Jazz Maths: How many Spotify streams it takes to earn the Dole
Dance like nobody’s paying.
That’s the slogan for Spotify’s new advertising campaign, touting the fact they now offer a free thirty-day try-before-you-buy premium subscription. Free music! Obviously, that tagline is fairly tone-deaf, as New York-based musician Blake Morgan pointed out on Twitter, given the woeful Spotify royalties rates for musicians. Of course, someone is paying though. Someone always does. It’s just not Spotify.
Morgan explains in the same tweet how 380,000 Spotify streams a month earns an artist minimum wage. New York State’s minimum wage is $11.10 an hour or $15.83 in those colourful Australian dollars we use. An average working week is 38 hours. That’s $601.54 dollars a week, or $2663.96 a month (divide the weekly wage by seven, then times it by 31 days).
This is all jazz mathematics, with rounding and the complete disregard of 30-day months, so please forgive the odd stray note. After all, with jazz maths, it’s all about the 1s you don’t carry.
Anyway, this means that Aussie musicians will earn 0.7 cents per stream. 0.7 cents! There’s not even a coin for that!
This maths jives with a 2018 CNN piece which reports the rate at $0.006 to $0.0084 per stream.
Now, $2663.96 a month isn’t a terrible wage for a young musician. You pay for a room in a sharehouse with Kennards boxes for windows and a shower that last worked properly when thalidomide was sold. You buy wine in boxes and Mi Goreng for romantic occasions. Towels can be blankets, blankets can be towels. You’re a muso. Life is good. But this income is predicated on a number of things.
For one, you and you alone need to be taking in those royalties. That means no bandmates, no managers, no record labels with cute names and loose accounting practices.
You also need to be getting 380,000 streams a month, every month. That’s no mean feat, and out of reach for the majority of musicians.
It is also the end result after shelling out costs for recording, mixing, mastering, a digital distribution service, a radio pluggers, a PR person and all the other things you will probably need if you have any chance of getting 380,000 streams a month. Hey, it’s not impossible. And today’s climate means music can be made and disseminated for next to nothing.
So, let’s assume you are in a four-piece band named The Darlinghurst Rats, because that’s something in the news I overheard my partner talking about last night, and what is a bad vermin problem for some Sydney residents is a damn great punk band name for others.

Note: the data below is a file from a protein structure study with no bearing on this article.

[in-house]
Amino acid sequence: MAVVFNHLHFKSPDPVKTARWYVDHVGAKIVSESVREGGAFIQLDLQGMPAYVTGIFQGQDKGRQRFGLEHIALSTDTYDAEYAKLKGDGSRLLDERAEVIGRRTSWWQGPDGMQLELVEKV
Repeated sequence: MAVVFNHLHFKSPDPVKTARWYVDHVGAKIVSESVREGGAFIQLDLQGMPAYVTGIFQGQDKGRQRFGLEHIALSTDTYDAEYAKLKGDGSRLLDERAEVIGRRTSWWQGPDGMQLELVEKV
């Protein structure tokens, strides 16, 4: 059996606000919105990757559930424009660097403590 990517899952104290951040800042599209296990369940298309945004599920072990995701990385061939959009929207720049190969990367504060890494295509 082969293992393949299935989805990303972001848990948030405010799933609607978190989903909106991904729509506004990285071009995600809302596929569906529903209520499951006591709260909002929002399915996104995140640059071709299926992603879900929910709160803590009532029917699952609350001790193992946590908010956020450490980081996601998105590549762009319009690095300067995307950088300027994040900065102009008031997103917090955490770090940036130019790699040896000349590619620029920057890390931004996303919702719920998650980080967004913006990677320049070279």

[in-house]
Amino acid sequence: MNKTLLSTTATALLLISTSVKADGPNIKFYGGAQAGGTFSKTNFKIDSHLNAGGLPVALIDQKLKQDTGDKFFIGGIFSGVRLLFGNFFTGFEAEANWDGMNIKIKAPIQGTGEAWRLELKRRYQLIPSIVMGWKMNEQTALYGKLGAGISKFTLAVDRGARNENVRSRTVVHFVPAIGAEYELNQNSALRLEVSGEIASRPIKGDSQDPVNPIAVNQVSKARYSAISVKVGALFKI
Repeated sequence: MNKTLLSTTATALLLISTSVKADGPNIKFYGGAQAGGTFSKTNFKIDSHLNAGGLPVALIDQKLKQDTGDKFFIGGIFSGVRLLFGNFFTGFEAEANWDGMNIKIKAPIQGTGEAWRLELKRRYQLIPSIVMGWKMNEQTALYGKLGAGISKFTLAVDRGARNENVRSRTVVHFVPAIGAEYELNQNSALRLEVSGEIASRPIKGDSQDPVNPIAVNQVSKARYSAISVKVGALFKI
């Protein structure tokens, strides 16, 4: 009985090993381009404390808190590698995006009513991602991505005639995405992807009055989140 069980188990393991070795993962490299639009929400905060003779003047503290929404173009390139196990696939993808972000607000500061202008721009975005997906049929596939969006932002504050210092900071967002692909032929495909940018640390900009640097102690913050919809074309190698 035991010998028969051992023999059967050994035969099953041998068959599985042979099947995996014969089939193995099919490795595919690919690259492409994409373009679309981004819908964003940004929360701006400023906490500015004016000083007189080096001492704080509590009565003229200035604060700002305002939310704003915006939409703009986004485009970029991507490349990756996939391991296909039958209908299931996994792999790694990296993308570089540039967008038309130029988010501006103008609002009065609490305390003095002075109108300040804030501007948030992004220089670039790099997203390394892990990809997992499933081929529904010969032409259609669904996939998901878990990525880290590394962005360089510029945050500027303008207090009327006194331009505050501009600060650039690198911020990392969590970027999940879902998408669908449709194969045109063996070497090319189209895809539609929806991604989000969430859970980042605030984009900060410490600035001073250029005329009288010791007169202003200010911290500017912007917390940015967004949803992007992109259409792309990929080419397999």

The Darlinghurst Rats are trying to make a go of it, and because you prescribe to the punk ethos, you recorded a single live in a rehearsal space on a Tascam for free, and put it out yourselves because fuck the man. No publicists, no fuss, just warehouse shows to crowds carrying longnecks in paper bags. The shows are going well. You are getting popular.
The online-only single ‘Rats Run Rampant’ (see the theme?) is being streamed way more than you ever could have imagined. Three longnecks deep after one particularly well-received show, you start to talk about how you could really make a go of it. Sure, you need to get a better drummer, but that’s a discussion for another day. That’s second album stuff. So, how many streams will it take to earn as much as you are all currently earning on the dole?
Let’s do some maths. It’s punk maths though, so it’s not nerdy. Keep reading! The Newstart Allowance is $501 per fortnight for single people, or $452.30 each for a member of a couple, because true love should be financially punished. All of The Darlinghurst Rats are single, partially due to the bed bugs and artfully placed cereal bowls around your shared apartment, but mainly because you plan to tour the hell out of this single, and you can’t just leave a partner at home while you’re on the road. It’s not a Kerouac novel.
So, let’s bump that stray dollar off to make it an even $500, because, let’s face it, receiving $499 would be less insulting than $501. Each of you needs to earn $500 a fortnight, or $250 a week, just to be at dole levels. That’s $1K a week your band needs to pull in, from streams. The gigs will pay for the petrol it takes to get to the gigs, so that’s a write-off, a purely promotional and partially cathartic exercise. But the gigs will get you exposure, which will get you more streams. Focus on the streams!
So at 0.7c per stream, you need 142,858 streams a week to earn the dole. Divide that by seven and times it by 31 (sorry September; fuck you February) and that’s 632,656 Spotify streams The Darlinghurst Rats need, every single month, in order to earn the same amount of money they would get from sitting on the dole.
If that seems inconceivable, that’s because it is.
And thus, The Darlinghurst Rats, once a promising young punk band with drive, ambition, and a record that a few thousand people loved the hell out of, came to the logical conclusion that it would be more worthwhile for them to simply sit on the dole, split a Stanley 5L, and write the names of different Harvey Norman and JB Hi-Fi outlets on their ‘looking for work’ form every few weeks – until some other tired punk in a tie, nursing his own broken dreams, calls them into a fluorescent office for a Work For The Dole meeting.
Dance like nobody’s paying.